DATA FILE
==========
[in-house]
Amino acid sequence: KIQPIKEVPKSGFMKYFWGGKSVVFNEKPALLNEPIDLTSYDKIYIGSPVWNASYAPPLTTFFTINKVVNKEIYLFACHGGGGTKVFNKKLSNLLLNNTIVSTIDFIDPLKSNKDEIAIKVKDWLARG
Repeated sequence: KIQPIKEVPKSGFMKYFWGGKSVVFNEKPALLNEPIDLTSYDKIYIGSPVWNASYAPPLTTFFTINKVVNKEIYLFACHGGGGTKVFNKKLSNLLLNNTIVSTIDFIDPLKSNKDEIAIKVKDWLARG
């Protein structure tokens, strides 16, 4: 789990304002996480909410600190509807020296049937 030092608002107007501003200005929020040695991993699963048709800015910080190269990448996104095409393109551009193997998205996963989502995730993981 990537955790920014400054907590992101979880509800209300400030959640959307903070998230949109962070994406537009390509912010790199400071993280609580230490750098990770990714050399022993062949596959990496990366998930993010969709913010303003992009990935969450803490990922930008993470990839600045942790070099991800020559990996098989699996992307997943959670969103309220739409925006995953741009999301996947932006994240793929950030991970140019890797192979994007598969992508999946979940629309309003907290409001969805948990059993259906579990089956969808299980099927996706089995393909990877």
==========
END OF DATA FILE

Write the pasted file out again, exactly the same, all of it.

[in-house]
Amino acid sequence: KIQPIKEVPKSGFMKYFWGGKSVVFNEKPALLNEPIDLTSYDKIYIGSPVWNASYAPPLTTFFTINKVVNKEIYLFACHGGGGTKVFNKKLSNLLLNNTIVSTIDFIDPLKSNKDEIAIKVKDWLARG
Repeated sequence: KIQPIKEVPKSGFMKYFWGGKSVVFNEKPALLNEPIDLTSYDKIYIGSPVWNASYAPPLTTFFTINKVVNKEIYLFACHGGGGTKVFNKKLSNLLLNNTIVSTIDFIDPLKSNKDEIAIKVKDWLARG
């Protein structure tokens, strides 16, 4: 789990304002996480909410600190509807020296049937 030092608002107007501003200005929020040695991993699963048709800015910080190269990448996104095409393109551009193997998205996963989502995730993981 990537955790920014400054907590992101979880509800209300400030959640959307903070998230949109962070994406537009390509912010790199400071993280609580230490750098990770990714050399022993062949596959990496990366998930993010969709913010303003992009990935969450803490990922930008993470990839600045942790070099991800020559990996098989699996992307997943959670969103309220739409925006995953741009999301996947932006994240793929950030991970140019890797192979994007598969992508999946979940629309309003907290409001969805948990059993259906579990089956969808299980099927996706089995393909990877």